When I first started as a divorce mediator, I really had no model of how to conduct myself and my practice. I would interview prospective clients over the phone, try to answer questions and tell them how we were going to cooperate and work this out together at the mediation session.
About 30% of the people that called became mediation clients. Not a very good batting average. Certainly not good enough for the major leagues.
Instead of the “phone” consultation, I started offering a free “in-person” consultation and quickly saw the advantages. This gives the mediator and the potential clients an opportunity to meet each other face-to-face and see if they can make a connection. Even more than that, as the mediator, I gain an insight into their relationship and the dynamics of their family.
The consultation isn’t just a meet and greet; it’s really an opportunity for me to prepare my clients for the mediation, such as answering:
Do we have to get values for property or some other asset?
If there is a buy out, can one party qualify for a refinance?
Do they need to create a budget to see if their decisions for moving forward are economically feasible?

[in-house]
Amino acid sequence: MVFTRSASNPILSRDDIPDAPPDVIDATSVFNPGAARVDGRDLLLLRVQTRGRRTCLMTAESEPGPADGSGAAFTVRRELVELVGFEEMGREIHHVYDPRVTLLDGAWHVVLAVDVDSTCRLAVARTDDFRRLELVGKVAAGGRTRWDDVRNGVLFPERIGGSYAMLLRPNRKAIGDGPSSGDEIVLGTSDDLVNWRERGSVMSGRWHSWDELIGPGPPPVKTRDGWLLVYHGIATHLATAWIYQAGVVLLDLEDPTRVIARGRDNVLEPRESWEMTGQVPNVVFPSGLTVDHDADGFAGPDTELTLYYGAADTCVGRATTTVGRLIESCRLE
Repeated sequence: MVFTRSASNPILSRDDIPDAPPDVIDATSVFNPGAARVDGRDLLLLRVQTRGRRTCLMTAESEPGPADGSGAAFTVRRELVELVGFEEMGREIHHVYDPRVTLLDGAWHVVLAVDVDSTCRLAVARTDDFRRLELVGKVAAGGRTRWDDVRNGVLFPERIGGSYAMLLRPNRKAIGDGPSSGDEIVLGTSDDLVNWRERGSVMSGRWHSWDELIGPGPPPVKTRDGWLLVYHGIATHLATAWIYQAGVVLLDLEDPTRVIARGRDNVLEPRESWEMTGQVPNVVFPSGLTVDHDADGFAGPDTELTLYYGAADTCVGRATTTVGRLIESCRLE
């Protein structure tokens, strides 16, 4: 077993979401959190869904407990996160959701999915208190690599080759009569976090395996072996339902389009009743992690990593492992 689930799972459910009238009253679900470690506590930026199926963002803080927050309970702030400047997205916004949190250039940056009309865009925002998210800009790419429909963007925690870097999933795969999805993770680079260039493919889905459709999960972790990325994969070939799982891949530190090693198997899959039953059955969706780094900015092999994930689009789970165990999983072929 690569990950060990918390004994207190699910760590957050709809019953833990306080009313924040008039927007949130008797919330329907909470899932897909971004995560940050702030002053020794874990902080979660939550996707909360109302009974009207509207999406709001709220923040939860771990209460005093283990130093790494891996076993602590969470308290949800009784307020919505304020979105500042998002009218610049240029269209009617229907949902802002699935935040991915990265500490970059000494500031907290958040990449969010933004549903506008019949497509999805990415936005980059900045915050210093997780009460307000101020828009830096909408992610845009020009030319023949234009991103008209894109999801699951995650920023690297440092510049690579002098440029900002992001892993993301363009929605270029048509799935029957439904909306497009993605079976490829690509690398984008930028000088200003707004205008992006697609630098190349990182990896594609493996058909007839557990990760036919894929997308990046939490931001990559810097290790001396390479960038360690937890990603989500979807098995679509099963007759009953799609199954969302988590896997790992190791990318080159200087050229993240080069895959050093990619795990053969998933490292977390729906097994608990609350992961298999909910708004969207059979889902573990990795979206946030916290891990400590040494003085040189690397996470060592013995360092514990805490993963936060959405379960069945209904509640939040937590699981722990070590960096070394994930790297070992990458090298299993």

The free consultation also reduces the number of mediation sessions needed. Some mediators might not like that last aspect because they are losing fees, but the consultation greatly benefits the clients. It really gets them involved in the mediation process and encourages them to start doing some investigating on their own, as opposed to the mediator just talking to them and telling them things they need to know.
Almost every client that has come in for a consultation has said how important and worthwhile they thought it was and how much they appreciated me taking the time to do it.
The free divorce mediation consultation also demonstrates to clients my commitment to the mediation process. It is indeed a better plan for mediator and clients alike.